Department of Obstetrics and Gynecology, Hadassah-Hebrew University Medical
Center, 91120 Jerusalem, Israel.
Children that undergo treatment for cancer are at risk of suffering from subfertility or hormonal dysfunction due to the detrimental effects of radiotherapy and chemotherapeutic agents on the gonads. Cryopreservation of ovarian tissue prior to treatment offers the possibility of restoring gonadal function after resumption of therapy. Effective counseling and management of pediatric patients is crucial for preserving their future reproductive potential. The purpose of this article is to review recent literature and to revise recommendations we made in a 2007 article. Pediatric hemato-oncology, reproductive endocrinology, surgery, anesthesia and bioethics perspectives are discussed and integrated to propose guidelines for offering ovarian cryopreservation to premenarcheal girls with cancer.
PMID: 22496695 [PubMed – in process]
8. Fertil Steril. 2012 May;97(5):1044-7. Epub 2012 Mar 3.
A persistent misperception: assisted reproductive technology can reverse the “aged biological clock”.
Wyndham N, Marin Figueira PG, Patrizio P.
Center for Bioethics, Yale University, New Haven, Connecticut.
Delaying motherhood should be a free choice made in full knowledge of all the consequences, but modern women have alarming misconceptions about their own reproductive systems and the effectiveness of assisted reproductive technologies. Doctors and health professionals must begin to discuss fertility preservation with their patients and make sure that young women truly understand all their options. Preventing age-related infertility is the responsibility not only of doctors and medical practitioners but also of society at large. Social, economic, and personal pressures are causing women to decide to conceive later in life, yet those who choose to delay motherhood are stigmatized as being selfish and unconcerned about starting a family. This stigma must be banished, and age-related infertility should be faced as a medical problem.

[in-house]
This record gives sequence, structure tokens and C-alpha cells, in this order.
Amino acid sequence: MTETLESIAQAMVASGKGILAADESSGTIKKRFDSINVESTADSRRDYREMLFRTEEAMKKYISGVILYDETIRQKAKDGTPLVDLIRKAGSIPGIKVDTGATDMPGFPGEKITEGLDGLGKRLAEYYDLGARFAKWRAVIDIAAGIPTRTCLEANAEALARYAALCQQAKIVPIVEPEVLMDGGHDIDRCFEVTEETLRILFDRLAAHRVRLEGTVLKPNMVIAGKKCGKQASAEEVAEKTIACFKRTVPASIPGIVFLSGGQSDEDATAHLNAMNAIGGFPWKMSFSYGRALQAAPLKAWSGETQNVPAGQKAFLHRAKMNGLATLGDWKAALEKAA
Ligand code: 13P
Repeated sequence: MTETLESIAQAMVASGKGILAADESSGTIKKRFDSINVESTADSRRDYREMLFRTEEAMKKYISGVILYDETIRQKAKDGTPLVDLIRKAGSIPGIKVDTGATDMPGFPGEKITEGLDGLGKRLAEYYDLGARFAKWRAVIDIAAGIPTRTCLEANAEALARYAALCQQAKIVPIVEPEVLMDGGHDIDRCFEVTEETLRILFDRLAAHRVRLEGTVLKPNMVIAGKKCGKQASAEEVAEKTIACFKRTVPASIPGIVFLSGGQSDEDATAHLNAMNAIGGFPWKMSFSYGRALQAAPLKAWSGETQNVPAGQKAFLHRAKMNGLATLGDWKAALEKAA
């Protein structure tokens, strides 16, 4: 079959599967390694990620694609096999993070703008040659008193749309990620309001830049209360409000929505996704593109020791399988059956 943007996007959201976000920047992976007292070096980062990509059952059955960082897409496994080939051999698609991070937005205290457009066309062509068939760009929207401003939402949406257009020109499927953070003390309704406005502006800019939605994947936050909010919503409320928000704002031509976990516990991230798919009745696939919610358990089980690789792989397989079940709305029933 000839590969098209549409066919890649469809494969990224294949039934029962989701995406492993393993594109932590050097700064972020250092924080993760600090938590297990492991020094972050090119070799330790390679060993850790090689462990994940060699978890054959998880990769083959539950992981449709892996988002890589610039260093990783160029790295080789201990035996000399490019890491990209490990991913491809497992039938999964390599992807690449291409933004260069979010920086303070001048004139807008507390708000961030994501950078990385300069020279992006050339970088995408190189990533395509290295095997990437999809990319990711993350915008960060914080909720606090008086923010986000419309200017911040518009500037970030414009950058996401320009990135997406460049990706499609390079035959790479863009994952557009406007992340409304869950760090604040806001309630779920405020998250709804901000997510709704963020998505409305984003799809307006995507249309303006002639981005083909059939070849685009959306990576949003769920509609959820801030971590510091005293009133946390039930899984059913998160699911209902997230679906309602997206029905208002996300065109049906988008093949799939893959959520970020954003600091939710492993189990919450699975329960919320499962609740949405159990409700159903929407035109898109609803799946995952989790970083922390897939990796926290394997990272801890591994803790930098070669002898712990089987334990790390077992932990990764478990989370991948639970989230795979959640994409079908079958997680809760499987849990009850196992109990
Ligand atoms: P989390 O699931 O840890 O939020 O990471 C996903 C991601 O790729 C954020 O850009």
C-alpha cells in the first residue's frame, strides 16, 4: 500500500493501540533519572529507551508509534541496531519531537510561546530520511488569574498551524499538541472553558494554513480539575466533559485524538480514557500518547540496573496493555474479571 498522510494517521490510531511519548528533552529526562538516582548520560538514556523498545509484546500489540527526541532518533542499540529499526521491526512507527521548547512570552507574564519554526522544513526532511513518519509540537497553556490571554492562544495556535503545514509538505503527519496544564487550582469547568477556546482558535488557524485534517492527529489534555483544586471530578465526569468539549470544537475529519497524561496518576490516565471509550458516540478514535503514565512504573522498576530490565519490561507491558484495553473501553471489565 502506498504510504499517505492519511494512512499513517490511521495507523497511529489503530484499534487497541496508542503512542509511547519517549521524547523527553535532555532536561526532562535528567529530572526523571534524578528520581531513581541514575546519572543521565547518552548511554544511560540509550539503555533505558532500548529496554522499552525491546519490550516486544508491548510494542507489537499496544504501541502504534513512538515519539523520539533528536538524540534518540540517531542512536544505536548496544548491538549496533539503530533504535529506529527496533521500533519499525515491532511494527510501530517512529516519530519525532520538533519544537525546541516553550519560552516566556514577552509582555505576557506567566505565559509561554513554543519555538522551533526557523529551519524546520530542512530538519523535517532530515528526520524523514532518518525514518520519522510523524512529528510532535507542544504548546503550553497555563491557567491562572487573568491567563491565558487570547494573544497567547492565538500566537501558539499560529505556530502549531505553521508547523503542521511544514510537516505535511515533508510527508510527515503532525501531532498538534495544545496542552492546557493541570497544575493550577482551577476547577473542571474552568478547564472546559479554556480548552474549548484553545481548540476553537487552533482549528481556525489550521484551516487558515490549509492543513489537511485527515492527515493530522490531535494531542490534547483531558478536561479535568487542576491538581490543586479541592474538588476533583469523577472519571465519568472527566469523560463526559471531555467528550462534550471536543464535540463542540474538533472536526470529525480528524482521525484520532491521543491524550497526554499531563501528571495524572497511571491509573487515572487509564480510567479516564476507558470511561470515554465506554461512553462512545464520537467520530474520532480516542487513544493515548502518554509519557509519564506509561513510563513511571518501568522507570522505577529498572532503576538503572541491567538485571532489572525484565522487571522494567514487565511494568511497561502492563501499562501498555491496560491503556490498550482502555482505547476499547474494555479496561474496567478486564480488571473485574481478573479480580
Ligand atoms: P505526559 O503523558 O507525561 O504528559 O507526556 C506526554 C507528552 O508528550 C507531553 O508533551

Copyright © 2012 American Society for Reproductive Medicine. Published by Elsevier Inc. All rights reserved.
PMID: 22386844 [PubMed – in process]
9. Adv Exp Med Biol. 2012;732:187-96.
Fertility preservation in cancer patients: ethical considerations.
Bower B, Quinn GP.
PMID: 22210262 [PubMed – indexed for MEDLINE]
10. Pediatr Clin North Am. 2011 Oct;58(5):1201-15, x.
Optimizing potential for fertility: fertility considerations for the
Lee PA, Rogol A, Houk CP.
Whether for the prepubertal or pubertal child, the goal of fertility preservation is to obtain cells or tissues to be used to produce future children. For the prepubertal child, preservation efforts involve germ cells, earlier forms of sperm, and immature follicles, rather than mature spermatozoa or follicles. Options for prepubertal children include for boys freezing testicular tissue and extracting testicular sperm or for girls obtaining ovarian cortical or follicular tissue for storage. These procedures involve extraction and storage of immature gametes for subsequent in vitro maturation, although attempts for sperm currently involve only animal studies. For adolescent subjects who have sufficient gonadal development and reserve, sperm, oocytes, and ovarian cortex can be retrieved as among adults.
Copyright © 2011 Elsevier Inc. All rights reserved.
PMID: 21981956 [PubMed – indexed for MEDLINE]